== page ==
White House Chief of Staff Reince Priebus, right, told host...

White House Chief of Staff Reince Priebus, right, told host Chuck Todd on NBC's "Meet the Press" on Sunday, Jan. 29, 2017, that President Donald Trump didn't want to tip off terrorists by giving a "grace period" before his executive order restricting entry from seven Muslim-majority countries took effect. Credit: NBC News / “Meet the Press”

White House Chief of Staff Reince Priebus said Sunday that the president’s executive order temporarily restricting entry to the United States from seven Muslim-majority countries won’t affect green card holders.

Priebus said that under the order issued Friday by President Donald Trump, legal U.S. residents from those countries could be subjected to more questioning temporarily. “As far as green card holders moving forward, it doesn’t affect them,” he said on NBC’s “Meet the Press.”

His comments signal an apparent shift in policy or implementation of the order as security officials detained 109 people at U.S. airports over the weekend, including a Stony Brook University graduate student who was released Sunday afternoon. Other legal residents traveling abroad reported being unable to return to the U.S., including a Yemeni man who lives in Selden.

The executive order suspended U.S. entry for all refugees for 120 days. Syrian refugees are barred indefinitely and visitors from seven Muslim-majority countries — Iraq, Syria, Iran, Libya, Somalia, Sudan and Yemen — for 90 days. A series of federal court rulings on Saturday, including from U.S. District Court Judge Ann Donnelly in the Eastern District of New York in Brooklyn, blocked deportations of individuals in transit or already at U.S. airports.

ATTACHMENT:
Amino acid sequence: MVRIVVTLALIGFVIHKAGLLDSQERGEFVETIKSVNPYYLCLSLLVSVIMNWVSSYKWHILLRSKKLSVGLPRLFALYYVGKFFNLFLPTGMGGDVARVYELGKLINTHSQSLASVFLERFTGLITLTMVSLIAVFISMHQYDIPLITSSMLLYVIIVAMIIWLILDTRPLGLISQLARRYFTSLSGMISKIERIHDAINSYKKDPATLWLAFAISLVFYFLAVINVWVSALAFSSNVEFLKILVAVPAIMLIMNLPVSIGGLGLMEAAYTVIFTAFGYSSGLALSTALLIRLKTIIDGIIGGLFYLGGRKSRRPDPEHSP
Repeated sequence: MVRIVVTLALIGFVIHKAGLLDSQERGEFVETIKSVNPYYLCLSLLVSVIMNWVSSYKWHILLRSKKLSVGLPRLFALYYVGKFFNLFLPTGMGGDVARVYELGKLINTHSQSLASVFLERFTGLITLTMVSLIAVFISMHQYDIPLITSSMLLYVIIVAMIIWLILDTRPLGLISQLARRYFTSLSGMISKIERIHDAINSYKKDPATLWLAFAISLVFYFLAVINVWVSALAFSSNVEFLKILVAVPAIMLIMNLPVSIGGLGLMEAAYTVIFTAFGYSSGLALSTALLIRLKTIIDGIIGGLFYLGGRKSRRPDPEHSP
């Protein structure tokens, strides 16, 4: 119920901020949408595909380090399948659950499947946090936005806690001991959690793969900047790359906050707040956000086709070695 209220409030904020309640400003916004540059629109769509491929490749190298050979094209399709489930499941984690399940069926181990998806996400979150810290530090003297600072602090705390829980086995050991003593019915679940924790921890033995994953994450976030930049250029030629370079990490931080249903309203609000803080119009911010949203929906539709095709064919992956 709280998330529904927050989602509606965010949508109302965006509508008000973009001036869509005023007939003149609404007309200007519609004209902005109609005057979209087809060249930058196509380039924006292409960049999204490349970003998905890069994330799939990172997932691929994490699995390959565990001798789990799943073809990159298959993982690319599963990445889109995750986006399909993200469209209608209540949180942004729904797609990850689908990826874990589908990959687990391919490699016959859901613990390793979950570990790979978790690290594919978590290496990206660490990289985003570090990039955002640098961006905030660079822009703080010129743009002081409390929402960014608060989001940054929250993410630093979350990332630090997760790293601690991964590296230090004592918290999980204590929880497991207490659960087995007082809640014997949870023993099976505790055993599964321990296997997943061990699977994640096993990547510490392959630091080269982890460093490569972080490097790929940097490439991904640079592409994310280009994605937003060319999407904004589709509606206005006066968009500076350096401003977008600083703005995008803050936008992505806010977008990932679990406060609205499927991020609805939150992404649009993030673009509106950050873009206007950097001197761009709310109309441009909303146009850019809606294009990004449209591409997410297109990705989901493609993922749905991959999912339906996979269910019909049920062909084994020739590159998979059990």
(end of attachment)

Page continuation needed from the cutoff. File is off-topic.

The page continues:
The Department of Homeland Security in a statement Sunday echoed Priebus, saying “the entry of lawful permanent residents is in the national interest. Accordingly, absent significant derogatory information indicating a serious threat to public safety and welfare, lawful permanent resident status will be a dispositive factor in our case-by-case determinations.”

Priebus said Trump didn’t want to tip off terrorists by having a “grace period” to give border security agents better understand how to enforce the order. “People that want to do bad things to Americans just move up their travel date two days in order to get into the country before the grace period’s over,” Priebus said.

New York City Mayor Bill de Blasio, speaking on CNN’s “State of the Union,” said Trump gave no guidance to federal employees on the executive order, which de Blasio called “simply un-American.”

Credit: Newsday / Raychel Brightman and Jeffrey Basinger

Some Republicans also challenged or questioned aspects of the president’s travel ban.

Sen. Rob Portman (R-Ohio), also appearing on “State of the Union,” called it “an extreme vetting program that did not get the vetting it should have had” and added that he supported Donnelly’s ruling.

Senate Majority Leader Mitch McConnell (R-Ky.) told ABC’s “This Week” that “some of our best sources in the war against radical Islamic terrorism are Muslims, both in this country and overseas. . . . I’m opposed to religious tests.”

White House counselor Kellyanne Conway said on “Fox News Sunday” that the restrictions were a small price to pay for stronger borders and the reality of people being separated from their families is temporary.

White House Press Secretary Sean Spicer defended the order as a means to prevent terror attacks, telling ABC’s “This Week” that it sends a message to the world that “we’re going to protect our country and our people.”

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